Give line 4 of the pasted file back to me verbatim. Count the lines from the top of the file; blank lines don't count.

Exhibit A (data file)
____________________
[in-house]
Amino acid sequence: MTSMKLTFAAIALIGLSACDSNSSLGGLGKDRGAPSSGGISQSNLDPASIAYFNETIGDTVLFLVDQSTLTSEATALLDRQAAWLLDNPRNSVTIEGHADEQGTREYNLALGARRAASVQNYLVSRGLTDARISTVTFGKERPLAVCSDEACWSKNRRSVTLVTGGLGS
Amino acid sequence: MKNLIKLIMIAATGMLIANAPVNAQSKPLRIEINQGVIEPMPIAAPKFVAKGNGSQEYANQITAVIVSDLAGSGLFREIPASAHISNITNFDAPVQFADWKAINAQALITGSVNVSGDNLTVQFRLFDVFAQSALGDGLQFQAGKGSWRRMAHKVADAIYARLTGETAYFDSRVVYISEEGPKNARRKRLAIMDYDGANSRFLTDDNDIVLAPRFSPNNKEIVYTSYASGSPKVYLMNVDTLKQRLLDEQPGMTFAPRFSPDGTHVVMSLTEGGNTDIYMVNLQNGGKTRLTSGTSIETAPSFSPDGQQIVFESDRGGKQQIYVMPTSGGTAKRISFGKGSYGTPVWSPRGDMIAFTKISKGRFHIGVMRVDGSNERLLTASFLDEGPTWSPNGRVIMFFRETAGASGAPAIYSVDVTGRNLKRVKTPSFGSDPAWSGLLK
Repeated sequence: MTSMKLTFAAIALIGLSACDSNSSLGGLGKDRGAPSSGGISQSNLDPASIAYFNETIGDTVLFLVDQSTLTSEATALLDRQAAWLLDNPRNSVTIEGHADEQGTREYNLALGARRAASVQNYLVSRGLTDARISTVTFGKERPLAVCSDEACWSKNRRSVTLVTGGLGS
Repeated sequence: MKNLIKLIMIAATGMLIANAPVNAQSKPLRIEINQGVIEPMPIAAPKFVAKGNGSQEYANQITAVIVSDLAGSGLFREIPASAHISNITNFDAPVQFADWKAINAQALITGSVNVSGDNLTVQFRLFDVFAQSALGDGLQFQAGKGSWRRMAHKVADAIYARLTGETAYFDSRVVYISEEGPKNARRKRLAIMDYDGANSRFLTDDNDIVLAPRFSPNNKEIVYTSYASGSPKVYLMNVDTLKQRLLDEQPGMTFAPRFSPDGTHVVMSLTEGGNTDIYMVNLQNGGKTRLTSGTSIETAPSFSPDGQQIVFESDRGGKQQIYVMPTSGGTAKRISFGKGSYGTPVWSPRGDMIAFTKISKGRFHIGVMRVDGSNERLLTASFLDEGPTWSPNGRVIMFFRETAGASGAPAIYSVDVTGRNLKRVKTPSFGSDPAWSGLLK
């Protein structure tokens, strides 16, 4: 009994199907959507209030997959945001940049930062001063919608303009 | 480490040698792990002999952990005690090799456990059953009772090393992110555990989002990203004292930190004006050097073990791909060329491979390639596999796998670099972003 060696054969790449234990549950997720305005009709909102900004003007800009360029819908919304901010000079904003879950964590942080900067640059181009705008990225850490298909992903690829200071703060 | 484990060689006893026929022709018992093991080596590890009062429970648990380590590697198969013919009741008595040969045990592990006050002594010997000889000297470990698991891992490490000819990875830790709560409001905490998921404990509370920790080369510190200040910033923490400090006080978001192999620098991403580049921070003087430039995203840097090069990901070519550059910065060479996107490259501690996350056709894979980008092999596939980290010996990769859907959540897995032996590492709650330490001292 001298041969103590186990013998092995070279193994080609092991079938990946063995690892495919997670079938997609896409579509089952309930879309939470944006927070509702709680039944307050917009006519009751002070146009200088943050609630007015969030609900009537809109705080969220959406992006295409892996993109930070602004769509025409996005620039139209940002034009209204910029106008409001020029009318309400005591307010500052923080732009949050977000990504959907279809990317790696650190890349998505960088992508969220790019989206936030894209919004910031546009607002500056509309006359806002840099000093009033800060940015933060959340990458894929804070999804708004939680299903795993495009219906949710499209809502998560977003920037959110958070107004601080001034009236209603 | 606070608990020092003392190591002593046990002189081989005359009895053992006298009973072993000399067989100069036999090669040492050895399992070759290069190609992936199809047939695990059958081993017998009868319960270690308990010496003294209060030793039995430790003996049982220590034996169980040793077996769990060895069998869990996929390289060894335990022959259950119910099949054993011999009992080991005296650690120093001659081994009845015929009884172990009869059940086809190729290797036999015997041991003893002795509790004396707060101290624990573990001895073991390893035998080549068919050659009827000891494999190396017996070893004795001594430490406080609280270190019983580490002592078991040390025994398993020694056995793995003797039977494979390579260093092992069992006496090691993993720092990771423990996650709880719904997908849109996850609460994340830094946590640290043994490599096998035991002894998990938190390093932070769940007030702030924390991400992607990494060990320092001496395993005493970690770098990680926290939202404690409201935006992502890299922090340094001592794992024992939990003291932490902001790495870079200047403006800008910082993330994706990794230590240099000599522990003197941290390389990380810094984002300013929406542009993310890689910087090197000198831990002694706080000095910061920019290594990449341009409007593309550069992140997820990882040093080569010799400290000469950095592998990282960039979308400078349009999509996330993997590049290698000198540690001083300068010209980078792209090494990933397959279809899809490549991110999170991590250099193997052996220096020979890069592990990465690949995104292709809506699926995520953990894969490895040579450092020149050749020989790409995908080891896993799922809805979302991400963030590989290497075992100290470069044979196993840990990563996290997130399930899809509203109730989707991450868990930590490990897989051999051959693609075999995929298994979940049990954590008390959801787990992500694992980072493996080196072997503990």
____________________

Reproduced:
Repeated sequence: MTSMKLTFAAIALIGLSACDSNSSLGGLGKDRGAPSSGGISQSNLDPASIAYFNETIGDTVLFLVDQSTLTSEATALLDRQAAWLLDNPRNSVTIEGHADEQGTREYNLALGARRAASVQNYLVSRGLTDARISTVTFGKERPLAVCSDEACWSKNRRSVTLVTGGLGS